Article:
This lesson will recover the history of Paul Robeson and provide teachers with culturally responsive resources, activities, and innovative educational approaches to teaching. In teaching the life of Paul Robeson I use historical analysis and use his Here I Stand to teach his biographical background and his ideology concerning human rights. This lesson utilizes historical methods and texts including Nell Painter’s “Cold War, Civil Rights” to teach about the McCarthy Era/The Red Scare and Robeson’s historical milieu. I have students conduct a sociology of art analysis of Nikolas Muray’s “Nude Kneeling,” (1926) to discuss Robeson as a Hyper Masculine African American Übermensch. I also teach students music and textual analysis by listening to Robeson from Songs of Free Men. We also watch film clips from Song of Freedom (1936) and Big Fella (1937). These all work to illustrate Robeson’s career and stardom. This lesson also uses Lynn Nottage’s Crumbs from the Table of Joy, scene three which students stage and perform. The play teaches students U.S. governments conflation of civil rights activism with communism, the fear this era instilled in people and the era’s effect on everyday African Americans like the family in the play and Robeson.
  • Claudette Colvin, Mary Louise Smith: Excavating Black Girls History
    Seniors, Paula (The Association for the Study of African American Life and History, 2022-09-01)
    In Montgomery, Alabama in 1955 fifteen-year old Claudette Colvin and eighteen year old Mary Louise Smith on separate occasions refused to stand up so that a white supremacist women could take their bus seats. This lesson looks at how Colvin and Smith initiated the Montgomery Bus Boycott. I explore why these girls faced erasure from the historical record. I look at Montgomery’s Black Elite and the cities National Association for the Advancement of Colored People’s role in their erasure. This lesson works to Excavate the Black Girls History of Claudette Colvin and Mary Louise Smith. This lesson is designed for eighth to 12th grade students.
  • The Highest Poverty: Monastic Rules and Form-of-Life [Book review]
    Britt, Brian M. (Journal of Religion, 2015-10-01)
  • Virtual and Augmented Reality: Four Case Studies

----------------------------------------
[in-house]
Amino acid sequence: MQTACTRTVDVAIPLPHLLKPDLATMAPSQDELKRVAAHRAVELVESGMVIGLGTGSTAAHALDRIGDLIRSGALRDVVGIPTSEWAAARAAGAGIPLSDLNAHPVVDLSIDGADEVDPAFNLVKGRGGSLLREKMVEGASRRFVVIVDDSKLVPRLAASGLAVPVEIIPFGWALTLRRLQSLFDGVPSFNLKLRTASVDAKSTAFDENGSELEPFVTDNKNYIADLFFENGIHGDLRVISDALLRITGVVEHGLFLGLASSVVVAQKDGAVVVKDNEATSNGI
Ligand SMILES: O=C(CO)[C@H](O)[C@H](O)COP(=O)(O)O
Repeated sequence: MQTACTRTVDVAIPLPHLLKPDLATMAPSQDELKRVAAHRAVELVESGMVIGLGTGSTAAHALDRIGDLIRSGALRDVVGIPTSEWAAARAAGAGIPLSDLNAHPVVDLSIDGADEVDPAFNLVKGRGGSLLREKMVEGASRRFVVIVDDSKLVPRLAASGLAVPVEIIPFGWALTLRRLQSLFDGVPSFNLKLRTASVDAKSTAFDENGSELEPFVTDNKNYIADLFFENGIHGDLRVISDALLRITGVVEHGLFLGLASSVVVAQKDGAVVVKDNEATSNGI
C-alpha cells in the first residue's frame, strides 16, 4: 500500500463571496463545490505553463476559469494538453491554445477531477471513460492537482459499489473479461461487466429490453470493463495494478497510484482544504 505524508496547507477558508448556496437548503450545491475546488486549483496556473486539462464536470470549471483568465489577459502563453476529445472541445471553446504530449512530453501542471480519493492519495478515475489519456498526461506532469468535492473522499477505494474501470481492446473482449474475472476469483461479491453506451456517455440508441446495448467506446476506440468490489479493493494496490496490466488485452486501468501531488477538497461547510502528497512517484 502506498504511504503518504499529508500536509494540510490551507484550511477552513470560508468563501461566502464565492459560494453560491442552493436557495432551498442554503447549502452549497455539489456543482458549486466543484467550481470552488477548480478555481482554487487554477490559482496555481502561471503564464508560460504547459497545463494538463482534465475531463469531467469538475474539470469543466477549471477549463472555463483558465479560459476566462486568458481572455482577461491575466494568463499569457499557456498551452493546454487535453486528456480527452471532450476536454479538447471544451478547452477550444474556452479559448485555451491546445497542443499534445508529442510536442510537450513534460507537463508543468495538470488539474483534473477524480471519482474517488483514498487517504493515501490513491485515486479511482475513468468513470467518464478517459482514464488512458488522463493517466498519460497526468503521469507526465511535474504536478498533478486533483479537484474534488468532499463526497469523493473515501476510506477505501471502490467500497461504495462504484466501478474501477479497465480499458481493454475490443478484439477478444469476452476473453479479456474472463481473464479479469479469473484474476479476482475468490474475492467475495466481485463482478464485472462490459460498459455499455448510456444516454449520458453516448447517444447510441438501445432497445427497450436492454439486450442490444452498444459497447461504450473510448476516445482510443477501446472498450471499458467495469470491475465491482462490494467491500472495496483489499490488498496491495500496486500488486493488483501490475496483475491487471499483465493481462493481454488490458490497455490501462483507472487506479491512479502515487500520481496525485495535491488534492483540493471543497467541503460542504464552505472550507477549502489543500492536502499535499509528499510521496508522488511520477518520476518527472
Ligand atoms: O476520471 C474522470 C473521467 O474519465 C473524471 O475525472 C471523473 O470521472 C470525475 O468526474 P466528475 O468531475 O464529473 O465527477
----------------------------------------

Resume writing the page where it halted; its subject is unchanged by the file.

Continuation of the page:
Ansell, Aaron (2021-08)
    The following four case studies are fictional thought experiments designed for college students at Virginia Tech. They are mainly intended for use in undergraduates the novel “Tech for Humanity Minor” focused on the intersection of technology and cultural processes, group diversity, ethics, knowledge systems, democracy and social justice.” The minor is an interdepartmental effort spearheaded by The Center for Humanities and supported by the Andrew W. Mellon Foundation. These four cases center on the related technologies of Virtual Reality (VR) and Augmented Reality (AR) and their role in new forms of policing, marriage, incarceration, and interpersonal violence. They are set sometime in the near future and are premised on recent or imminent technological achievements.
  • On Calling Donald Trump 'Corrupt'
    Ansell, Aaron (Routledge, 2022-05-31)
    This chapter advances an eccentric model of corruption both to understand various disturbing features of Donald Trump’s political career, and to explore the risks of using the term “corrupt” as a pejorative label for Trump. Here corruption refers to the transfer of value from higher to lower positions along a moral gradient through a violation of the sacred. Curiously, Trump himself celebrates his own sacrilegious transfer of value from the "elite" to those ordinary (coded white) people positioned at the bottom (the so-called “Deplorables”) of a moral gradient identified with "The Establishment." Therefore, adversarial assertions of Trump’s corruption risk mimetically affirming the modes of agency he arrogates to himself. More specifically, they risk testifying to his successful transfer of (mostly symbolic) value through a set of three tactics-- excitation, transduction, and shunting-- explored throughout the chapter.